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Friday, September 11, 2009

MSNBC: Are outlet malls for suckers?

Factory stores' price markdowns are alluring, but those 'deals' are often less than they seem. Getting your money's worth takes a little legwork.

By MP Dunleavey @ MSN Money

Americans have a long-standing love affair with bargains. Look no further than the warehouse clubs, discount stores and outlet malls that carpet the country.

But in a persuasive new book, "Cheap: The High Cost of Discount Culture," Ellen Ruppel Shell, a correspondent for The Atlantic, describes the web of marketing and manipulation that discount retailers use to drain cash from your wallet.

Outlet malls are among the worst offenders, Shell says, with their glittering promises of "the very best quality, at the very lowest prices."

Ironically, she asserts, they offer neither: Outlet malls are like fun houses that play on shoppers' distorted perceptions of luxury, value and price.

"People are not questioning the quality at these designer outlets; they're not questioning the 'low prices,' so it's a bonanza for retailers," Shell said in a recent interview.

To truly get your money's worth, it pays to learn more about the outlet game.

20% off? I'll take it!

You don't have to tell me about the perils of outlet malls. I live about an hour and a half from one of the biggest: the famed Woodbury Common, home to 220 "premium" outlet stores.

On my first trip there, about 10 years ago, I was single and shopping under the influence of the "Sex and the City" culture. I loved it.

My second trip, about a year and a half ago, left me baffled.

Where were the designer deals? The steals that made you gasp and race to the cash register? Every price seemed steep, from the Coach bags to the DKNY coatsto the $60 Banana Republic jeans that I bullied my husband into buying.

"I've never spent $60 on jeans in my life," he said, fuming.

"Well, they look great on you, and they're marked down from $75. And, for Pete's sake, we've come all this way," I argued back.

Little did I know, I was just another sucker who had fallen for some classic tricks from the outlet mall handbook.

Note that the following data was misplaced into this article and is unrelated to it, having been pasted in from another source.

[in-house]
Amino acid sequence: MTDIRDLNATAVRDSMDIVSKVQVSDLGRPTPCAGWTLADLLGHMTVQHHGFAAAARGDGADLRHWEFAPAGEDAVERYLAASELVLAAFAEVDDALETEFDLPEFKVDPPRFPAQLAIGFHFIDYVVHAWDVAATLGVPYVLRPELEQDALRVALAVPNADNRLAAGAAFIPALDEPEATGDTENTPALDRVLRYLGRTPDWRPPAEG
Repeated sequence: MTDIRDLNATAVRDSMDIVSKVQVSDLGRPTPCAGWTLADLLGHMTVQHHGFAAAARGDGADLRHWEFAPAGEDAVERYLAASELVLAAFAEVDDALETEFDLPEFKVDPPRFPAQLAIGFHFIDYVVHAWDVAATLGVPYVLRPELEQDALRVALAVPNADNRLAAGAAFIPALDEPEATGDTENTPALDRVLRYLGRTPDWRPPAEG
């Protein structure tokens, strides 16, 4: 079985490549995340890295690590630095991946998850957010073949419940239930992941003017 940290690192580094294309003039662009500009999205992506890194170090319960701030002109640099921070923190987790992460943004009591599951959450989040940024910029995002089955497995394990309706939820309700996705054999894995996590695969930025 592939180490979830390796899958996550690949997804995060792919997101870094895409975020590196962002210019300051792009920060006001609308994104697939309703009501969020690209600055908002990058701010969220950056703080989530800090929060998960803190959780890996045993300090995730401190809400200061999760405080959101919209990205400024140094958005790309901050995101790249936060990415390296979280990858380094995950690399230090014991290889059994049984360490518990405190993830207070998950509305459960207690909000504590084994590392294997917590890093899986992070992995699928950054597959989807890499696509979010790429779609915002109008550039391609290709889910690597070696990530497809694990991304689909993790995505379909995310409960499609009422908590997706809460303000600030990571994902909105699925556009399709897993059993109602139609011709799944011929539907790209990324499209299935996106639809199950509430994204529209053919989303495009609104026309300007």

The outlet trap

What makes people shop? Economists, marketers and psychologists have written volumes on this topic, and outlet malls have used that knowledge for their own gain. Shell says the outlet allure is based on two key factors:

1. Location. You might assume that outlet malls are situated far from urban centers because they need the space. But that inconvenience is also designed to create in shoppers' minds what economists call the "sunk cost fallacy."

The 55 million people shopping at outlet malls each year, Shell says, drive a total distance that "equals 440,000 circumnavigations of the globe."

The extra time and resources sunk into the trip encourage a ready-to-spend mind-set even before your car is parked. "Psychologically, all this (effort) must be repaid in terms of purchases made," Shell writes.

That's how "Well, we drove all this way" turns into "Maybe I need a new toaster oven after all."

2. Value confusion. Not so long ago, factory outlet stores primarily sold the real McCoy, Shell says: off-season or slightly damaged -- but still genuine -- designer merchandise at reduced prices.

Today, the merchandise at most outlet mall stores is a mix of actual designer items and products created specifically for outlet stores and outlet shoppers. The system is deceptive because it preys upon people's inability to identify the true quality that marks a designer item.

Thus outlet shoppers put their faith in items that carry a certain luxury brand name, without understanding whether the items in hand are worth the money they're paying.

This value confusion sets the stage for how outlet malls snare your business.

Seductive marketing

People are so seduced by the words "sale" and "discount," according to a study detailed in "Cheap," that they will buy an item that's "on sale" even when they know that the same thing is selling for less elsewhere.

It's not the asking price that gets us to spend, researchers believe, but the amount "saved."

MRIs of shoppers' brains have shown that spending triggers discomfort. Discounting helps alleviate that, Shell says, "so we associate more with the money we saved than the money we spent."

Outlet malls exploit shoppers' discount cravings by setting artificially high reference prices, then marking them down. At one jewelry store, for example, Shell examined a necklace with an asking price of more than $3,000 and a discount price of $800. Its actual value: about $300.